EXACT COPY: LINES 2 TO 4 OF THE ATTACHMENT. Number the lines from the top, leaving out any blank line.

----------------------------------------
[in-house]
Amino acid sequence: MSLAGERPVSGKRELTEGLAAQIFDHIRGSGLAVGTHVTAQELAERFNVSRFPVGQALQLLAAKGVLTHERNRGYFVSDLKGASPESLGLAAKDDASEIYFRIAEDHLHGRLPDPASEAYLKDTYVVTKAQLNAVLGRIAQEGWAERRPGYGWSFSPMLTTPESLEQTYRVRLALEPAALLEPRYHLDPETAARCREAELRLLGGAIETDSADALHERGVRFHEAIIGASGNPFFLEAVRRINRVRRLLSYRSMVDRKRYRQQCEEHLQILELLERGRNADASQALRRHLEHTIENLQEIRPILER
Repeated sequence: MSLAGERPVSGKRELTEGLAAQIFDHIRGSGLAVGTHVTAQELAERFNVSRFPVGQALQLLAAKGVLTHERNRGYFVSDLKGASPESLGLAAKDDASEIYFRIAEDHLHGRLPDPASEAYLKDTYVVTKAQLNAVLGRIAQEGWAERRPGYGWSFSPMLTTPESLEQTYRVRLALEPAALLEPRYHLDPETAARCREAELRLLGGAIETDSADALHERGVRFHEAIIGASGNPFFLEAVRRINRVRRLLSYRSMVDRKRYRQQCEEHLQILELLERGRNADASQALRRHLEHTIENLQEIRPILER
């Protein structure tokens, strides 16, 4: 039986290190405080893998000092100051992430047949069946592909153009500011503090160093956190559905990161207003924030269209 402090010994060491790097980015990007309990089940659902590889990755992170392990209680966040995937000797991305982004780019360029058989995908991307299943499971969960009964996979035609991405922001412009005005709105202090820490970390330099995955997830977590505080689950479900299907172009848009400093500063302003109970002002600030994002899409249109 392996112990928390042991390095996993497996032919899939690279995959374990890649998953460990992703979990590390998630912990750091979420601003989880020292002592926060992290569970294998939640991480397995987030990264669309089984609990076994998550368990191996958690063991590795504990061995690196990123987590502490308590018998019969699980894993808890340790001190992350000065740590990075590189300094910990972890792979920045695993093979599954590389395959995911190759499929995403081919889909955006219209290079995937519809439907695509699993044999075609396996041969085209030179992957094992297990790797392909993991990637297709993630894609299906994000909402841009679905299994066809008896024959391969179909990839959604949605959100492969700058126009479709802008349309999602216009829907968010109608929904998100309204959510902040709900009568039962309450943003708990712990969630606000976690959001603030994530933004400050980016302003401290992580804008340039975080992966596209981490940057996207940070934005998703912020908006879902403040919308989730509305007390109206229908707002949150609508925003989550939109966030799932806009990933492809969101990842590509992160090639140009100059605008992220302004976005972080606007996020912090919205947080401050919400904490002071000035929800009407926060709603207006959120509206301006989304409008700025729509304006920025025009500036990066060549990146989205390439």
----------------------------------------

Amino acid sequence: MSLAGERPVSGKRELTEGLAAQIFDHIRGSGLAVGTHVTAQELAERFNVSRFPVGQALQLLAAKGVLTHERNRGYFVSDLKGASPESLGLAAKDDASEIYFRIAEDHLHGRLPDPASEAYLKDTYVVTKAQLNAVLGRIAQEGWAERRPGYGWSFSPMLTTPESLEQTYRVRLALEPAALLEPRYHLDPETAARCREAELRLLGGAIETDSADALHERGVRFHEAIIGASGNPFFLEAVRRINRVRRLLSYRSMVDRKRYRQQCEEHLQILELLERGRNADASQALRRHLEHTIENLQEIRPILER
Repeated sequence: MSLAGERPVSGKRELTEGLAAQIFDHIRGSGLAVGTHVTAQELAERFNVSRFPVGQALQLLAAKGVLTHERNRGYFVSDLKGASPESLGLAAKDDASEIYFRIAEDHLHGRLPDPASEAYLKDTYVVTKAQLNAVLGRIAQEGWAERRPGYGWSFSPMLTTPESLEQTYRVRLALEPAALLEPRYHLDPETAARCREAELRLLGGAIETDSADALHERGVRFHEAIIGASGNPFFLEAVRRINRVRRLLSYRSMVDRKRYRQQCEEHLQILELLERGRNADASQALRRHLEHTIENLQEIRPILER
């Protein structure tokens, strides 16, 4: 039986290190405080893998000092100051992430047949069946592909153009500011503090160093956190559905990161207003924030269209 402090010994060491790097980015990007309990089940659902590889990755992170392990209680966040995937000797991305982004780019360029058989995908991307299943499971969960009964996979035609991405922001412009005005709105202090820490970390330099995955997830977590505080689950479900299907172009848009400093500063302003109970002002600030994002899409249109 392996112990928390042991390095996993497996032919899939690279995959374990890649998953460990992703979990590390998630912990750091979420601003989880020292002592926060992290569970294998939640991480397995987030990264669309089984609990076994998550368990191996958690063991590795504990061995690196990123987590502490308590018998019969699980894993808890340790001190992350000065740590990075590189300094910990972890792979920045695993093979599954590389395959995911190759499929995403081919889909955006219209290079995937519809439907695509699993044999075609396996041969085209030179992957094992297990790797392909993991990637297709993630894609299906994000909402841009679905299994066809008896024959391969179909990839959604949605959100492969700058126009479709802008349309999602216009829907968010109608929904998100309204959510902040709900009568039962309450943003708990712990969630606000976690959001603030994530933004400050980016302003401290992580804008340039975080992966596209981490940057996207940070934005998703912020908006879902403040919308989730509305007390109206229908707002949150609508925003989550939109966030799932806009990933492809969101990842590509992160090639140009100059605008992220302004976005972080606007996020912090919205947080401050919400904490002071000035929800009407926060709603207006959120509206301006989304409008700025729509304006920025025009500036990066060549990146989205390439």